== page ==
Thank you to everyone who attended our Richard Brautigan reading and open mic at the Clark County Historical Museum on January 13. We heard poetry from Christi Krug, Steve Williams, Constance Hall, Jim Mockford (who read poems by Robert Frost and Alfred Lord Tennyson), Jim Martin, Dan Nelson, Alex Birkett, Dennis McBride, Carter Crockett, Kori Sayer, Mike G, Rob, Mary Otte, Emmett Wheatfall, Jessica Samuelsen, and Mokii. I welcomed my dear friend and partner in truth and beauty, Ernesto Claros, back to Vancouver. It was a great night. We had close to 50 people in the room. I am so proud to be a part of this literary community, which continues to grow.
Special thanks to Susan Tissot and the museum staff for staying open late and being such gracious hosts, and to John Barber, who shared his thoughts about Brautigan’s writing and a few personal stories about Brautigan. Check out John's amazingly thorough Brautigan site, http://brautigan.net/
John Barber shares his thoughts
about legendary NW writer Richard Brautigan
Read the Columbian's brief mention of the reading:
Constance Hall performs a poem by Patricia Smith
Thanks, too, to everyone who attended my talk on courage at National Unpublished Writers Day, which took place on January 30, Brautigan's birthday. The museum plans to make this an annual event. Congratulations to the museum for their amazing Brautigan exhibit and to procuring the Brautigan Library, a collection based on an idea he wrote about in his book The Abortion: An Historical Romance.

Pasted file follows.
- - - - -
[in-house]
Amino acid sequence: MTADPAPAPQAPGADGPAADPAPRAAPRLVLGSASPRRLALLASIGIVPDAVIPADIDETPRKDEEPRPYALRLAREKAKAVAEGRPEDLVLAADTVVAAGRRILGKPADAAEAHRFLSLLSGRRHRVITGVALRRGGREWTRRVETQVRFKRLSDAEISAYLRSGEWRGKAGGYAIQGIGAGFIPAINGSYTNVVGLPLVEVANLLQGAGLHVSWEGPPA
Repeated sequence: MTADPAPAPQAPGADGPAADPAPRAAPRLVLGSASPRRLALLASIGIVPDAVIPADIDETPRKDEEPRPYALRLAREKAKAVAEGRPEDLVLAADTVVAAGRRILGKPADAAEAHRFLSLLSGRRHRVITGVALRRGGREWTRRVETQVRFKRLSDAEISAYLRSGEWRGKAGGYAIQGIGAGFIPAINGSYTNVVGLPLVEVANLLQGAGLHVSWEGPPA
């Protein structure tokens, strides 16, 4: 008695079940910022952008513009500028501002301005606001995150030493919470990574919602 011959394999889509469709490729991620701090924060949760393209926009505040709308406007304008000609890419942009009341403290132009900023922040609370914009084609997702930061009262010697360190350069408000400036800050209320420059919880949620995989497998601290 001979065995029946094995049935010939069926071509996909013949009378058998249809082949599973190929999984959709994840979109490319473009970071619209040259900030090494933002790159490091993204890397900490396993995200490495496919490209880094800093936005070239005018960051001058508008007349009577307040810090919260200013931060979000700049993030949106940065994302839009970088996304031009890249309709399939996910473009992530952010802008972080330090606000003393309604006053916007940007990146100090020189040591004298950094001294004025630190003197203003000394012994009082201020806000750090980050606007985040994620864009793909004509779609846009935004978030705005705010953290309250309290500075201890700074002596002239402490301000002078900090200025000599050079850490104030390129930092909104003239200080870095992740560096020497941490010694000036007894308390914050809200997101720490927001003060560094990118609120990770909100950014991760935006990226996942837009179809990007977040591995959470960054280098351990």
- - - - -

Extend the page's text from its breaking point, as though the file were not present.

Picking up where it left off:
Finally, here is the text of a poem I read that night that mentions Brauitgan, written wehn I was living in Queens, NY, working in the Bronx at the H.W. Wilson Company, and pondering how a move out to the Northwest might change my life....
A spiked baseball bat
for Ward Connerly
The sky is slate grey and its raining and a day spent mired in preparation for an article on the dismantling of affirmative action has left me kinda depressed and I’m sitting on the company bus next to a co-worker who may or may not be aware that she is a lesbian and I’m reading Richard Brautigan’s Revenge of the Lawn particularly charmed by the stories for his daughter he is always gentle and sweet and reverent toward her and I gaze out the window wondering “is this how it’s going to be in Washington?” wondering whether I’ll be able to handle it or will I succumb to light deprivation anxiety I don’t drink coffee after all (except with my love) and Rose is on the bus and the nervous disheveled girl who reminds me of Marie Grosso my first girlfriend in tenth grade who would not kiss me no matter how far into the woods we went and I listen to the excited chatter behind me as the bus makes its way down the street and as we turn the corner I once again check out a brick wall where someone has painted:
and we pass Dean’s Shoe Shop and JCR Percussion and Highbridge Fashions (now closed) and I wonder about the folks living in these tiny apartments we pass and just then I notice a sliver of blue splashed across the horizon above Yankee Stadium and the windows on the apt. building light up and twinkle like glitter and as the green greenery of the oh so green trees passes by I become happy as I nod my head to the tune I have just constructed but before this new attitude can take hold I see a blonde haired girl with one hand over her newly bruised eye speed down the street, her righteous swaggering red bandanna bedecked boyfriend a few menacing steps behind and now I sense that it is truly time to go home.